Master blacksmith and artisan

Joaquin Flores Lujan (1920-2015), commonly known as “Tun Jack” and “Kin Bitud” to family and friends, is part of a legacy of more than 100 years of Chamorro blacksmiths.

Lujan was born in 1920.  He began his training from the age of nine under the guidance of his father, Mariano Leon Guerrero Lujan, a renowned toolmaker.  The older Lujan had been taught by an uncle who, in turn, had been mentored by Tun Jack’s grandfather.  For generations the Lujans have produced high quality, fire-forged metal work, such as the machete (a heavy knife), teras pugua (betel nut scissors), the fisga (a pronged fishing spear), the si’i (a tool for preparing weaving materials), the so’soh (used to extract coconut meat), the kamyo’ (coconut grater), and the fusiños (a garden hoe).  These traditional metal tools were commonly used in Guam and the Marianas, particularly for daily tasks such as harvesting crops or preparing family meals.  However, because of their quality and rarity, some items manufactured by Lujan are prized as family heirlooms and are passed down from one generation to the next.

Lujan was the only child in his family to learn his father’s blacksmithing skills.  After World War II, Lujan was the sole link to Guam’s blacksmithing tradition that spanned as far back as the Spanish era.  Because of the expertise and patience necessary to produce quality tools, blacksmithing was not a preferred occupation for many Chamorros.  Lujan, however, continued to have an appreciation for the craft and understood its significance as part of Chamorro culture.

Lujan married Elizabeth Flores, and together they raised their family.  A welder before World War II, Lujan spent most of his working years as a United States immigration officer after the war.  Upon his retirement, he returned to blacksmithing, proudly demonstrating his skills and craftsmanship at schools, festivals and public events.  In 1985 he began his apprenticeship program, beginning with three apprentices, all members of the Guam Fire Department.

Over the years, Lujan has been featured in television programs, newspapers and magazines, and eventually he was invited to exhibit and demonstrate his work in Australia, Taiwan and the continental United States.  The Consortium of Pacific Arts and Cultures included his pieces in their “Living Traditions” exhibit of crafts from the Pacific Islands region.  He has been recognized for his work in the preservation of Chamorro culture and was awarded the Governor’s Art Award several times.  In 1996, he received the Maga’lahi Lifetime Cultural Achievement award and the National Endowment for the Arts National Heritage Fellowship Award.  The NEA fellowship granted Lujan national recognition as a traditional artisan, and in fact, Lujan is the only person from this region who has received this honor.

Lujan’s skills as a traditional blacksmith reflect a strong attention to detail and quality.  He puts his name on every piece he makes, inscribing his initials to ensure authenticity.  One of his challenges is dealing with the availability of cheap, factory- or machine-manufactured tools that unscrupulous people try to pass off as Lujan’s work to make a profit.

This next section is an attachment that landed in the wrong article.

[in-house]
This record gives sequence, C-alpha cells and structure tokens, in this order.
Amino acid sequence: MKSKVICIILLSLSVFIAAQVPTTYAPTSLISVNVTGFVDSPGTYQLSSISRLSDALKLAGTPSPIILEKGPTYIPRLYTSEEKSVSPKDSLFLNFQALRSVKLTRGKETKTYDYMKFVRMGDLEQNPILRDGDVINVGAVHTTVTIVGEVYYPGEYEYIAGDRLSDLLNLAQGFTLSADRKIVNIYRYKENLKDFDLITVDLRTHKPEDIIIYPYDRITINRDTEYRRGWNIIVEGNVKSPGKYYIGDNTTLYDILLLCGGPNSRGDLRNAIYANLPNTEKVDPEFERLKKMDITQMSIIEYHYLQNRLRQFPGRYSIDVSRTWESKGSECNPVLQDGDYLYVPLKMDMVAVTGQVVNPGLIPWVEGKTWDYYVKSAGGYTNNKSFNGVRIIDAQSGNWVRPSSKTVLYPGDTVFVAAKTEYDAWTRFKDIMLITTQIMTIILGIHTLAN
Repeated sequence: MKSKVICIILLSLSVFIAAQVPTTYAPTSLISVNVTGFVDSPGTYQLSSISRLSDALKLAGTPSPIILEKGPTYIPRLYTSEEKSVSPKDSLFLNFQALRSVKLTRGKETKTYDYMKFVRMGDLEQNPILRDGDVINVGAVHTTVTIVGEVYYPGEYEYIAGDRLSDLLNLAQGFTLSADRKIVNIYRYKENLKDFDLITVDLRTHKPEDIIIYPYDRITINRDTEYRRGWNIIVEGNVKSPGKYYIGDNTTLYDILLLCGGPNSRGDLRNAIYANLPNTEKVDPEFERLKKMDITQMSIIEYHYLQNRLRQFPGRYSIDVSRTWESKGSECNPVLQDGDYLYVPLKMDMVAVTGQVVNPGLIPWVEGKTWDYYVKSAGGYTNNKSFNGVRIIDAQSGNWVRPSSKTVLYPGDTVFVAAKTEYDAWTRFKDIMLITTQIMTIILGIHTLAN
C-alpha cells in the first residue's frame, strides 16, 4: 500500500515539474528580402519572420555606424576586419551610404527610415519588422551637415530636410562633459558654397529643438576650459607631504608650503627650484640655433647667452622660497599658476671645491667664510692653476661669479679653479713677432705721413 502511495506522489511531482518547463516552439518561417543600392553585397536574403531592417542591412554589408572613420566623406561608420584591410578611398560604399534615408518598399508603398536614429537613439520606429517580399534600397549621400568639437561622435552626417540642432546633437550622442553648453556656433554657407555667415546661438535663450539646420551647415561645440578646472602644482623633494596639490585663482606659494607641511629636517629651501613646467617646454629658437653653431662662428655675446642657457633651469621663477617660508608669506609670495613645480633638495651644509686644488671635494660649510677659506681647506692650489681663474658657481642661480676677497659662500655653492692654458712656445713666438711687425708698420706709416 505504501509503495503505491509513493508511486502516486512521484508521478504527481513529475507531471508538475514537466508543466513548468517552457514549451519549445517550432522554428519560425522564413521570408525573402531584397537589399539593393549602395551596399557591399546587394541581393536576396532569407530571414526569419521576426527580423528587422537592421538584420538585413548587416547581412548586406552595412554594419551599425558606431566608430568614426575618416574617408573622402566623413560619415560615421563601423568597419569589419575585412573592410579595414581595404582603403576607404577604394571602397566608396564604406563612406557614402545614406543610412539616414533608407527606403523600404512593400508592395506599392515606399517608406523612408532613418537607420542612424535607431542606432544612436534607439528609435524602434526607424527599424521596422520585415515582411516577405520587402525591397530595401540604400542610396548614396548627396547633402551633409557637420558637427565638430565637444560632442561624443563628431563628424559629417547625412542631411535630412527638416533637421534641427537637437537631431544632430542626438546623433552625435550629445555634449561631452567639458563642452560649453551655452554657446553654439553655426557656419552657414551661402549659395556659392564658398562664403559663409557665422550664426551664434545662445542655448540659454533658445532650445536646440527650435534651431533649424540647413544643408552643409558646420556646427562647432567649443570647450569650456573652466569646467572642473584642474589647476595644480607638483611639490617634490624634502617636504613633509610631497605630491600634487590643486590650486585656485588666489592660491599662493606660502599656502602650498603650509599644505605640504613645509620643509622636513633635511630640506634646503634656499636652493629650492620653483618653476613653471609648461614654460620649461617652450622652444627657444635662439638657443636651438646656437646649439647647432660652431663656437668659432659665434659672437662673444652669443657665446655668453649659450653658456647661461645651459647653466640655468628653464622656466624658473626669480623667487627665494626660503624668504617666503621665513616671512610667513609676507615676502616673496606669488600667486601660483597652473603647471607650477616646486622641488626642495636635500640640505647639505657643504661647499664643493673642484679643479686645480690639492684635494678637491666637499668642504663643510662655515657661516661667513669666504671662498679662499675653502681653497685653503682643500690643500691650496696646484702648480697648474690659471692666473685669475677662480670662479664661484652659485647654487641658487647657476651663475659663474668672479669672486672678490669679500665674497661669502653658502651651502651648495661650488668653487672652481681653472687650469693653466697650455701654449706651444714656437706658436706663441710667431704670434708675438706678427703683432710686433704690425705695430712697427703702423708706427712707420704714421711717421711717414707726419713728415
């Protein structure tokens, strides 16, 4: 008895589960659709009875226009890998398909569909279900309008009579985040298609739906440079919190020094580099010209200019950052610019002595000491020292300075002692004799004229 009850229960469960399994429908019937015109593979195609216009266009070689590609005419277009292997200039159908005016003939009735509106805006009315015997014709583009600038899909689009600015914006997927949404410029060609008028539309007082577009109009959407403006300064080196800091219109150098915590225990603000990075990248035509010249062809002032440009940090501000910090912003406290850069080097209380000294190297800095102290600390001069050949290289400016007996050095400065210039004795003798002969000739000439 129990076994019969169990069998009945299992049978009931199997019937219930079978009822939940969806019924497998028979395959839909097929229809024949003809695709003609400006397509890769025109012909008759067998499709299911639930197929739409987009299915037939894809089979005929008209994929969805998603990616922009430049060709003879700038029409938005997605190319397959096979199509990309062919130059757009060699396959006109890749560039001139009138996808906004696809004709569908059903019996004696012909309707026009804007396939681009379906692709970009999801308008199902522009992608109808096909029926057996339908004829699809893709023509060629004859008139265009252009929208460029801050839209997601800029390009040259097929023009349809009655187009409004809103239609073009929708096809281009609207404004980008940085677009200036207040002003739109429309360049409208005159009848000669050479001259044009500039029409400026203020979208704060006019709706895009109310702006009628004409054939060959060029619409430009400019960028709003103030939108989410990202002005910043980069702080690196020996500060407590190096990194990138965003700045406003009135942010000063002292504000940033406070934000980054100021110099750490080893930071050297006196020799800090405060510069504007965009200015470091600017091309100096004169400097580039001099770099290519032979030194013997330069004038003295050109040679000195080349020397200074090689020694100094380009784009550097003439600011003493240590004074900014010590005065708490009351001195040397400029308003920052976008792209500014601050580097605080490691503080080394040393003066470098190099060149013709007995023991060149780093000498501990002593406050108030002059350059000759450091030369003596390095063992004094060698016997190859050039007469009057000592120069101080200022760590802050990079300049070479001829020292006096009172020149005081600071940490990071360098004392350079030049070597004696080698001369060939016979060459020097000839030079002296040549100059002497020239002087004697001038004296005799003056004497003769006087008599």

Despite the challenges of the counterfeit products, Lujan is selfless in his desire to preserve the art of blacksmithing, and is willing to train those who want to learn.  He continues to be featured at regional cultural arts events, such as the Festival of Pacific Arts (FestPac) and the annual Micronesian Island Fair on Guam.   Over the years, he has trained more than a dozen apprentices in the hope of preserving the traditional art of blacksmithing.  His more recent apprentices have included his grandson Jeremy Lujan Bevacqua, and his first female apprentice, Nathalie Pereda.

On 29 April 2011, Joaquin Lujan was recognized, along with three other distinguished Chamorro artists—master carver Robert Taitano, master weaver Philip Sablan, and tattoo artist Maria Yatar McDonald—as a Master Folk Artist by the Guam Council on the Arts and Humanities Agency (CAHA).  As part of this recognition, Lujan will conduct the CAHA Folk and Traditional Arts Apprenticeship Program.  His grandson, Dr. Michael Lujan Bevacqua, was his first student in this apprenticeship program, carrying on the Lujan legacy of metal blacksmithing.

Joaquin “Tun Jack” Lujan passed away 20 March 2015 at the age of 94.

By Tanya M. Champaco Mendiola

For further reading

CAHA Artists Directory. (Accessed 15 June 2012)

Guam Humanities Council. Picturing Guam Teachers Resource Book, 2011. (Accessed 15 June 2012)

Guam KAHA. “Kahan I Kutturan Guahan: A Tribute to Masters of Chamorro Tradition.  Master Blacksmith Joaquin “Jack” Lujan” 20th Micronesian Island Fair.” (Accessed 15 June 2012)

Onedera-Salas, Selina. “A living legacy: Tun Jack’s resolve to keep blacksmithing craft alive is as strong as steel.”  Pacific Sunday News, 1 May 2011.

Sweeney, Ronna. “Blacksmith Jack Lujan keeps Chamorro heritage alive.” KUAM News, 26 August 2007.

Thompson, Erin. “Keeping the fire burning: Preserving traditional arts in the modern age.” Pacific Sunday News, 22 August 2010.

1996 NEA National Heritage Fellow: Joaquin Flores Lujan. (Accessed 15 June 2012)